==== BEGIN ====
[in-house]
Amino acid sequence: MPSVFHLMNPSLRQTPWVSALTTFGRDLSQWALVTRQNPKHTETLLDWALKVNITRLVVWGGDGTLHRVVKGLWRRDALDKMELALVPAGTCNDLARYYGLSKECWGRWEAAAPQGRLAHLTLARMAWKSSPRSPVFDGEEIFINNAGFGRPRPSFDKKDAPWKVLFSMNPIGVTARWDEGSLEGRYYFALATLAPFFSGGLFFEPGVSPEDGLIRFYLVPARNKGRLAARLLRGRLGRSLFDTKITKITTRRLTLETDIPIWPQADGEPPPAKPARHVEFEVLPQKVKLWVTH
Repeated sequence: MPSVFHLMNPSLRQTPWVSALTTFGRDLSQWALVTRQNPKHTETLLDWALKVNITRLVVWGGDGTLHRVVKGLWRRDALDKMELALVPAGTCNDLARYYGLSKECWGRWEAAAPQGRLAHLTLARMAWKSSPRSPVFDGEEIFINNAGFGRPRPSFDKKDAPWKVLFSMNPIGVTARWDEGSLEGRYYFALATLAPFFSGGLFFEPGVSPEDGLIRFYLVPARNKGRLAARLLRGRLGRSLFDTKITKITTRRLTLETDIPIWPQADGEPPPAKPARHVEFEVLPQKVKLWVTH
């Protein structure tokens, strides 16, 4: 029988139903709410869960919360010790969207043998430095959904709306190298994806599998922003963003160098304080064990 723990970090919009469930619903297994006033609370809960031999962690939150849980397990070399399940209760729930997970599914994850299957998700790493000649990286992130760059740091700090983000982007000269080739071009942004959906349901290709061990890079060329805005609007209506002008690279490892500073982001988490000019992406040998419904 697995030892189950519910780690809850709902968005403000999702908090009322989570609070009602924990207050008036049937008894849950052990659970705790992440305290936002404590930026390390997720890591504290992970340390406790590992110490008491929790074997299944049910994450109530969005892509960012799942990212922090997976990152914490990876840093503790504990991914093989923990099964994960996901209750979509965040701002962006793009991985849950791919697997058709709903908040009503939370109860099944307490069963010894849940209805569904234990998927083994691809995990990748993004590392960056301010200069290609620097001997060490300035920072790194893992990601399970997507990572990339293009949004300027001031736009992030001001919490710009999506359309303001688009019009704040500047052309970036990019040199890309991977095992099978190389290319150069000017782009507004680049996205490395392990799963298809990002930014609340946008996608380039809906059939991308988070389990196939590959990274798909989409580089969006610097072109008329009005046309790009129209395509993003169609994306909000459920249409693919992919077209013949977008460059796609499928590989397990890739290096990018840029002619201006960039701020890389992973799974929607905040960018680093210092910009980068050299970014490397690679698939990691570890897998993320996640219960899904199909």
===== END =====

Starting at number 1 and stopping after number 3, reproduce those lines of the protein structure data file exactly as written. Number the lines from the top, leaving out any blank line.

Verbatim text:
[in-house]
Amino acid sequence: MPSVFHLMNPSLRQTPWVSALTTFGRDLSQWALVTRQNPKHTETLLDWALKVNITRLVVWGGDGTLHRVVKGLWRRDALDKMELALVPAGTCNDLARYYGLSKECWGRWEAAAPQGRLAHLTLARMAWKSSPRSPVFDGEEIFINNAGFGRPRPSFDKKDAPWKVLFSMNPIGVTARWDEGSLEGRYYFALATLAPFFSGGLFFEPGVSPEDGLIRFYLVPARNKGRLAARLLRGRLGRSLFDTKITKITTRRLTLETDIPIWPQADGEPPPAKPARHVEFEVLPQKVKLWVTH
Repeated sequence: MPSVFHLMNPSLRQTPWVSALTTFGRDLSQWALVTRQNPKHTETLLDWALKVNITRLVVWGGDGTLHRVVKGLWRRDALDKMELALVPAGTCNDLARYYGLSKECWGRWEAAAPQGRLAHLTLARMAWKSSPRSPVFDGEEIFINNAGFGRPRPSFDKKDAPWKVLFSMNPIGVTARWDEGSLEGRYYFALATLAPFFSGGLFFEPGVSPEDGLIRFYLVPARNKGRLAARLLRGRLGRSLFDTKITKITTRRLTLETDIPIWPQADGEPPPAKPARHVEFEVLPQKVKLWVTH